Waterproofing can boost project success in the GCC
The success of high-investment infrastructure projects in the Middle East will – to a large extent – depend on whether they are waterproofed effectively
The Middle East will continue to experience a high level of construction activity over the next 15 years, with over $1tn worth of major projects planned for completion by 2030.
As many of these buildings are being built in both desert conditions and on coastlines, a proven and reliable waterproofing membrane has quickly become the most crucial specification to provide protection against these challenging conditions.
Concrete, although durable and robust, can still be severely compromised when subjected to extreme conditions.
In the Middle East, these factors include chlorides and sulfates in groundwater, extremes of both seasonal and daily temperatures, cycling ambient humidity, and the moisture drive from hot humid exteriors to air-conditioned interiors.
Without a high performance waterproofing membrane, concrete remains vulnerable to structural deterioration from these aggressive climatic conditions.
The contemporary economy demands that construction products and materials deliver long-term performance. Many structures are now built to offer a service life of 100 years, if not longer.
At the multi-billion dollar Doha Metro Rail system in Qatar’s capital city, longevity was a pre-requisite during the specification of the below ground waterproofing systems. Up to 1,000,000m2 of Preprufe’s systems are being installed to provide protection for the project against groundwater.
When specifying a below-ground waterproofing system, there are a number of factors to consider. The membranes will be subjected to chemical, ultra-violet, and mechanical damage, all of which can deteriorate and compromise the system’s integrity.
Potential impacts of such damage range from minor stress cracks to total flooding, and the cost of failure can quickly become astronomical.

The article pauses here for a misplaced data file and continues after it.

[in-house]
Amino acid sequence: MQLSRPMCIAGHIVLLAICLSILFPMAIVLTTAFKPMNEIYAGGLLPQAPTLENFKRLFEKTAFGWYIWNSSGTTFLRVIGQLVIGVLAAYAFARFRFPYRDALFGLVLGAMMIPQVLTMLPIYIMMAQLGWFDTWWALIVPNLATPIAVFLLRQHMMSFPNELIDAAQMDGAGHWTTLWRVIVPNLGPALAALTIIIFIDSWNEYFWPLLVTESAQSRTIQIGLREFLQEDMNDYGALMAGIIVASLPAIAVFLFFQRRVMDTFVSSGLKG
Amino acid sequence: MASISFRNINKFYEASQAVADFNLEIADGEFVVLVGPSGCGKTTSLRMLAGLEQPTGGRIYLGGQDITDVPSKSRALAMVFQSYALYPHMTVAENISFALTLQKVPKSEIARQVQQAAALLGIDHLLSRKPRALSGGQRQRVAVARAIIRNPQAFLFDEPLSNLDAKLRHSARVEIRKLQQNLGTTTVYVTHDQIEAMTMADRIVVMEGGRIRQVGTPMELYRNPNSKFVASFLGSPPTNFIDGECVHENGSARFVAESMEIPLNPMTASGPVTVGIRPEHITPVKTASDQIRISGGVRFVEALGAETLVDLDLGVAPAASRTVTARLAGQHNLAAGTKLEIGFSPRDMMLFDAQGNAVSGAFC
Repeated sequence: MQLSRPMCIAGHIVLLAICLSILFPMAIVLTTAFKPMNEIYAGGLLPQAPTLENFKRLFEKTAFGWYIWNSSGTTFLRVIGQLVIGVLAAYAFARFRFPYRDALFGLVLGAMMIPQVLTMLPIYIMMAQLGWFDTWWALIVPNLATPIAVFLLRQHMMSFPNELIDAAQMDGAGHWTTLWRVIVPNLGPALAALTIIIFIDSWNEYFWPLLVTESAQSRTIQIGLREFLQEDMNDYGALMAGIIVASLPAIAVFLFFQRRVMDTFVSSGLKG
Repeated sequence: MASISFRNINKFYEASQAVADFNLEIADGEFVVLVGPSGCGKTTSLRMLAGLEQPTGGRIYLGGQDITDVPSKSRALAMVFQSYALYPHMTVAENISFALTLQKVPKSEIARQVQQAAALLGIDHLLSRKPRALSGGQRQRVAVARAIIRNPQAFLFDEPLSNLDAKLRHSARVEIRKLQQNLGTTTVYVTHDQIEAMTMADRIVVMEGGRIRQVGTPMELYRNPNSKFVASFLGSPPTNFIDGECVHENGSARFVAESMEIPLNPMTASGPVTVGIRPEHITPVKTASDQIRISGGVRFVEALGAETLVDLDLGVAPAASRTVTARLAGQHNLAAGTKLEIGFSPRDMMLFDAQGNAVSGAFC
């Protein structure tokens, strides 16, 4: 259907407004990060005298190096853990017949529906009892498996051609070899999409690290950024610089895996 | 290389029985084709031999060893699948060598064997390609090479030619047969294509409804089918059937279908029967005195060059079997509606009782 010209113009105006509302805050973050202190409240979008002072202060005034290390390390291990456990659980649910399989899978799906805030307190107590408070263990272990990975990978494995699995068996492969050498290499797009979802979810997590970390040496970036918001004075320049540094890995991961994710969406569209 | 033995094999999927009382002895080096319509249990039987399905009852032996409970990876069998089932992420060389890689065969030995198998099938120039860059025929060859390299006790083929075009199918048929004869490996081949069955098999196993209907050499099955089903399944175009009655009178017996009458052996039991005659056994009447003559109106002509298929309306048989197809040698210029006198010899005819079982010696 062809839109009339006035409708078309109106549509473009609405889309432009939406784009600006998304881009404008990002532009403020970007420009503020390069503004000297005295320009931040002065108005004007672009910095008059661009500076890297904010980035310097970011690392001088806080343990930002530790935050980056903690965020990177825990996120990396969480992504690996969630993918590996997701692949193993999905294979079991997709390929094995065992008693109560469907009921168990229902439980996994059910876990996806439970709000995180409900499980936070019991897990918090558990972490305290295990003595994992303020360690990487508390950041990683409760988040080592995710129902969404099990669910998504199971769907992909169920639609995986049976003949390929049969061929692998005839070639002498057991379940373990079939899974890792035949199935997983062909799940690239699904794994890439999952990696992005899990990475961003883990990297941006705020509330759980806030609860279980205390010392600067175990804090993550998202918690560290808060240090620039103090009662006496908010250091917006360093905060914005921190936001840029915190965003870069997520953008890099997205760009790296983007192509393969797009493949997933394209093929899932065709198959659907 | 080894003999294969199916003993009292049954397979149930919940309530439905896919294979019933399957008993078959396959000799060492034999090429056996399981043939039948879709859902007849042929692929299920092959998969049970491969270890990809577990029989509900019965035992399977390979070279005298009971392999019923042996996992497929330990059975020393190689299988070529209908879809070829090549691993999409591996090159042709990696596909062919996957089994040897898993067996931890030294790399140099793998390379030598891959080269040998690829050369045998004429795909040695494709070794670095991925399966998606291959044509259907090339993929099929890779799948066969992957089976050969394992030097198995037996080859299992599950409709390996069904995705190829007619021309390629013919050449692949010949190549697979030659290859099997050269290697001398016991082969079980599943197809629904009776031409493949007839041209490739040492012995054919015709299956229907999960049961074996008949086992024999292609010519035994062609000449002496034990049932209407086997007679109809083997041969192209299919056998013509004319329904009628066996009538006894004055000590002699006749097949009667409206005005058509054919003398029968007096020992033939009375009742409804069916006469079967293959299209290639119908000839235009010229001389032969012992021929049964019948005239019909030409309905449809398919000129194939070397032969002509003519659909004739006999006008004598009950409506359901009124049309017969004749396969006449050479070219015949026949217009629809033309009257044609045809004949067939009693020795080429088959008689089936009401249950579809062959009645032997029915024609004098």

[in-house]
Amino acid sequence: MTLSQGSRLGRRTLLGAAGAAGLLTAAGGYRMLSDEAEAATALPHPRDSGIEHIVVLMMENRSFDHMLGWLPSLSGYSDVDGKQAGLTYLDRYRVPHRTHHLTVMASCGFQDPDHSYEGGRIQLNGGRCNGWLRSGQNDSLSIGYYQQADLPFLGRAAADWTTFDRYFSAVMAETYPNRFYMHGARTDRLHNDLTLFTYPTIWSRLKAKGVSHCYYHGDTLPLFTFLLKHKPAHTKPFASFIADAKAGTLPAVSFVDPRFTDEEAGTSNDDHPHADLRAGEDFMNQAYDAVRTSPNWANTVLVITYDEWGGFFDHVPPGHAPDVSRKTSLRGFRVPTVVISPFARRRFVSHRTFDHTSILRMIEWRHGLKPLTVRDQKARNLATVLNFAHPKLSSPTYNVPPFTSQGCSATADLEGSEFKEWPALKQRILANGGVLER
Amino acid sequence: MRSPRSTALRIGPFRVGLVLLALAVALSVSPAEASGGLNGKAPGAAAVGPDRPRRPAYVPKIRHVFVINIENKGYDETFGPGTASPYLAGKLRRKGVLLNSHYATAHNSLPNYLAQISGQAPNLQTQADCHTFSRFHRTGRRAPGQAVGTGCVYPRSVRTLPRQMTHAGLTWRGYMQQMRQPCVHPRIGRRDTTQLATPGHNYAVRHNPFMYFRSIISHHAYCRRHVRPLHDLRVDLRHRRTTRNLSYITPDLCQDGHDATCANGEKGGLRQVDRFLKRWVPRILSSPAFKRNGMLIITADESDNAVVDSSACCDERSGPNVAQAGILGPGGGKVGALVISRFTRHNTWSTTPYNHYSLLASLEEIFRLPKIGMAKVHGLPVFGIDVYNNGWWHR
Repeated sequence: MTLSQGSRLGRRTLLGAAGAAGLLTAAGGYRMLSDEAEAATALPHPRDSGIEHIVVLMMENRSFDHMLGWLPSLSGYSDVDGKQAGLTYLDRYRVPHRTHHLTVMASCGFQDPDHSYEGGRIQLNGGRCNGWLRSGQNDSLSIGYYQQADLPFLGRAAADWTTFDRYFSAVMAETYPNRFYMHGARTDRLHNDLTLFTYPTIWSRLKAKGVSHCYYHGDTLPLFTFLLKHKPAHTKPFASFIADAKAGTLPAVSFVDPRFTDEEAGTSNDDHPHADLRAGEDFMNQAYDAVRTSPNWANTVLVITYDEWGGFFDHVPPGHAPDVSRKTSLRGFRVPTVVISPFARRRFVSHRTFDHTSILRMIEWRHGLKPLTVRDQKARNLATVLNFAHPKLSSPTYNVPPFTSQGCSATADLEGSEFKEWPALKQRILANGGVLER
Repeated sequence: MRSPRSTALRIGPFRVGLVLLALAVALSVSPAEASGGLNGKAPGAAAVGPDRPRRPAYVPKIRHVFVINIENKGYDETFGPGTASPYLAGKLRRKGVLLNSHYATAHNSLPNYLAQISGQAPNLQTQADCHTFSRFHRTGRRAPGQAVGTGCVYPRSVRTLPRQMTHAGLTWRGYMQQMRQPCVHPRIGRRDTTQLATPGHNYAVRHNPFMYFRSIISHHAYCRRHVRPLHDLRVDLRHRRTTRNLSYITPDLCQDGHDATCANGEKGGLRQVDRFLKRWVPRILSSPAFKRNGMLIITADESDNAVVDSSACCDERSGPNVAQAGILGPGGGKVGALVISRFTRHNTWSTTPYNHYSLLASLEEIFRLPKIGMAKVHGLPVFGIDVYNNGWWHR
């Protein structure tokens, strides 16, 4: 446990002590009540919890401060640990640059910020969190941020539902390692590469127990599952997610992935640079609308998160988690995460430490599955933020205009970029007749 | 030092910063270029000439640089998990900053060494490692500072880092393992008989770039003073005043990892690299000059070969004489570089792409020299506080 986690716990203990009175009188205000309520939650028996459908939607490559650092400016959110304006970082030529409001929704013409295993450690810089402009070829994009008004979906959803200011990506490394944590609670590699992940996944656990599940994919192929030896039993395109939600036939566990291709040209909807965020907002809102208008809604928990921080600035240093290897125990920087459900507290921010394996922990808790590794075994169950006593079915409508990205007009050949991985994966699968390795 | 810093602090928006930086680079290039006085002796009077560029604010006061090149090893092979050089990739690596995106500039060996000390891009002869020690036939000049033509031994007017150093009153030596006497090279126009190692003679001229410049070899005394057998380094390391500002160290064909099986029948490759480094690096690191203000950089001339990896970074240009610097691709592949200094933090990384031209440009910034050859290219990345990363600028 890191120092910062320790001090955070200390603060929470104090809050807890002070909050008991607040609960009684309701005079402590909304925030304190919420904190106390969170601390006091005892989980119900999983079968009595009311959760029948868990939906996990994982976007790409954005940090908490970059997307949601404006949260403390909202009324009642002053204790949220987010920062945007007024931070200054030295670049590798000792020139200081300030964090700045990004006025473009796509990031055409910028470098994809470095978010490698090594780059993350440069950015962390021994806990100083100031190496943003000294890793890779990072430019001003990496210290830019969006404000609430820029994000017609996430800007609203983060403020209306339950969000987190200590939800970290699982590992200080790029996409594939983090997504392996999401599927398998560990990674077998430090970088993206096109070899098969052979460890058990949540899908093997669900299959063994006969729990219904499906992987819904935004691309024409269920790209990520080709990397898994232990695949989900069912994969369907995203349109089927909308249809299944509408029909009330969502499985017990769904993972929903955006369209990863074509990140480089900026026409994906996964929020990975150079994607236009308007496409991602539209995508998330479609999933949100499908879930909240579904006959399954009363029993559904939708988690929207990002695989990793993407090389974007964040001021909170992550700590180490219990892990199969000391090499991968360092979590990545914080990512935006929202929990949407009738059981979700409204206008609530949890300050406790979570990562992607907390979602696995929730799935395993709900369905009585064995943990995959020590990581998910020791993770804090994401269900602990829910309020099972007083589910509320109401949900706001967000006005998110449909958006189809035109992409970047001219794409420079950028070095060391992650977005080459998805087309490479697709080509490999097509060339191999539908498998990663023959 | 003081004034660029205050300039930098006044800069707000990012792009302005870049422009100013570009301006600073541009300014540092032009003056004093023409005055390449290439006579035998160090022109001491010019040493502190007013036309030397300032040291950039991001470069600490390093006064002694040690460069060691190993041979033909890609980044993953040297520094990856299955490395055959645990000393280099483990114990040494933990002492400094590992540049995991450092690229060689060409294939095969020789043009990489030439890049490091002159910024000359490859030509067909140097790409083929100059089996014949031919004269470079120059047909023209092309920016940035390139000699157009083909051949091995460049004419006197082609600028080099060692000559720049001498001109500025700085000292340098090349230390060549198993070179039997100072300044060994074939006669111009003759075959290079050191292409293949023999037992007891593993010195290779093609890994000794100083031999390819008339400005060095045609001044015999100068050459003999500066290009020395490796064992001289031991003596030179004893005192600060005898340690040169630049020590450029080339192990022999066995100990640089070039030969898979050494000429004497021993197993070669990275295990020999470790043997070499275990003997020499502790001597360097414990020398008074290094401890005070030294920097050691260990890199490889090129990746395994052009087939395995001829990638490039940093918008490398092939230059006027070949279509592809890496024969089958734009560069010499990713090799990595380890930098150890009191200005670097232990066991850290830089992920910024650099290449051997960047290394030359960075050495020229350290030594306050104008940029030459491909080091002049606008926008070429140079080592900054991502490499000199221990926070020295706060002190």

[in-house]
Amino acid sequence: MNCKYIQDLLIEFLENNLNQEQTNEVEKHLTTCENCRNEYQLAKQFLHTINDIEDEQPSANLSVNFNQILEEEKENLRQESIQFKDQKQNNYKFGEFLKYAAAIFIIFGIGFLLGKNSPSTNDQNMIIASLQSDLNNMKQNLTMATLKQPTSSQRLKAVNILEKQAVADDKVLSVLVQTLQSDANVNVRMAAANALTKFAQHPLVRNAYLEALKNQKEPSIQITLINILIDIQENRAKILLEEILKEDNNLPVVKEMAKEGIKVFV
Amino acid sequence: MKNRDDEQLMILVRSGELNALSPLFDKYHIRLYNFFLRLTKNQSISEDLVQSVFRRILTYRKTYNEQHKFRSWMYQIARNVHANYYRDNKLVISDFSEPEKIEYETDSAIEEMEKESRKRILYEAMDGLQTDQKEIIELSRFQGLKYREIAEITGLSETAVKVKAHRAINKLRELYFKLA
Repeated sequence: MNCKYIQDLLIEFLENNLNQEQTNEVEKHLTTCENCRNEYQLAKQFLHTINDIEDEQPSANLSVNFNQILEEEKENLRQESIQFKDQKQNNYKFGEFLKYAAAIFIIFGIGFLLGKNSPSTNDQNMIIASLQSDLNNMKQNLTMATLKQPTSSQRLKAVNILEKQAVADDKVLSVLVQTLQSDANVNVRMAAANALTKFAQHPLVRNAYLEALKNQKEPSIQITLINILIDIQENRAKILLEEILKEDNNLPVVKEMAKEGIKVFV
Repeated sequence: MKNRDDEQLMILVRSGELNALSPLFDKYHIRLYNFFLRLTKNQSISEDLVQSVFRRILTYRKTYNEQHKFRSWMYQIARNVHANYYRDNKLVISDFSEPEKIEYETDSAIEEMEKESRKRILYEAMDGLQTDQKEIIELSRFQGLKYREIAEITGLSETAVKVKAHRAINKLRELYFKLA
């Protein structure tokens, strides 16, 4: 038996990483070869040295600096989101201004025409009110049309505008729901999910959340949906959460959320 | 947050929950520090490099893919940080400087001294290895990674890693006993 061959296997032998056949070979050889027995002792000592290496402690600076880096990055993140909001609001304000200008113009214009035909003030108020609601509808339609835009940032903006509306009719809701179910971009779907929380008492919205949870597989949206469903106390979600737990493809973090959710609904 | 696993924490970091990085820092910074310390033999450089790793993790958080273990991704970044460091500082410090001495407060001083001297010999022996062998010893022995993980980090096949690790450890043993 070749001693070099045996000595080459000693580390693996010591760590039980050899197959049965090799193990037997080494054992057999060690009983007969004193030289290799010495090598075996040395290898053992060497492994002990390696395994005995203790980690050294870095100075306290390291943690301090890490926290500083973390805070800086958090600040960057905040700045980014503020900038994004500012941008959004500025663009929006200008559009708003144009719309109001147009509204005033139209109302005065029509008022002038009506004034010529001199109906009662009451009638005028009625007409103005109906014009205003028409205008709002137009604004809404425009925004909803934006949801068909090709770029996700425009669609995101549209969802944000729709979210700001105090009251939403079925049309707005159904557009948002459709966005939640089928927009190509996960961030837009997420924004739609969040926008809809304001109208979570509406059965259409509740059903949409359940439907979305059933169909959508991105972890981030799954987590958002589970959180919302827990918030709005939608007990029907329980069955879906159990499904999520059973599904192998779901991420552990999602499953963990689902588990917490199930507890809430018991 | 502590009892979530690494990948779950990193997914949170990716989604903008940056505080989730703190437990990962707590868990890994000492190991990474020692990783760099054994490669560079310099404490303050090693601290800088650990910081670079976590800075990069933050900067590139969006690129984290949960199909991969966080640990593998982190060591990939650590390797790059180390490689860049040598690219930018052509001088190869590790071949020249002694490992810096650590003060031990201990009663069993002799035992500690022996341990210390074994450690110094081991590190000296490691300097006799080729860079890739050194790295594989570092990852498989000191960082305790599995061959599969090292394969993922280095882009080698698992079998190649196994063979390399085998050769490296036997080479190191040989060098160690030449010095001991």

Linking the Holy Cities of Makkah and Madina in Saudi Arabia, the Haramain High-Speed Railway project presented the challenge of extreme heat and desert conditions, as well as building four new stations in just four years.
One of Preprufe’s waterproofing membranes was selected to provide protection to built elements below and above the water table in the project’s extreme desert conditions.
Rebar corrosion is another form of deterioration in reinforced concrete structures, with chloride ingress the most frequent cause.
As chloride builds up on the concrete surface, through airborne salts or below-ground chlorides and sulfates, it penetrates by diffusion.
In the Middle East, this process is even quicker as every increase of 10°C doubles the rate of diffusion. As the steel corrodes, the compromised concrete provides more and more paths of contamination in the form of cracks and fractures.
No matter how small these penetrations, contaminant ingress is further accelerated, thus jeopardising the concrete’s integrity and dramatically reducing its service life.
Concrete can only be fully protected if water infiltration is prevented entirely, typically with a chemical-resistant, bonded waterproofing membrane providing a physical barrier to these contaminants.
Workmanship is another major factor in obtaining good quality and durable structures. The need for concreting and membrane installation to be supervised by qualified and experienced personnel is of primary importance.
With every new construction project vital to the region’s continued growth and development, the impact of failure would be significant.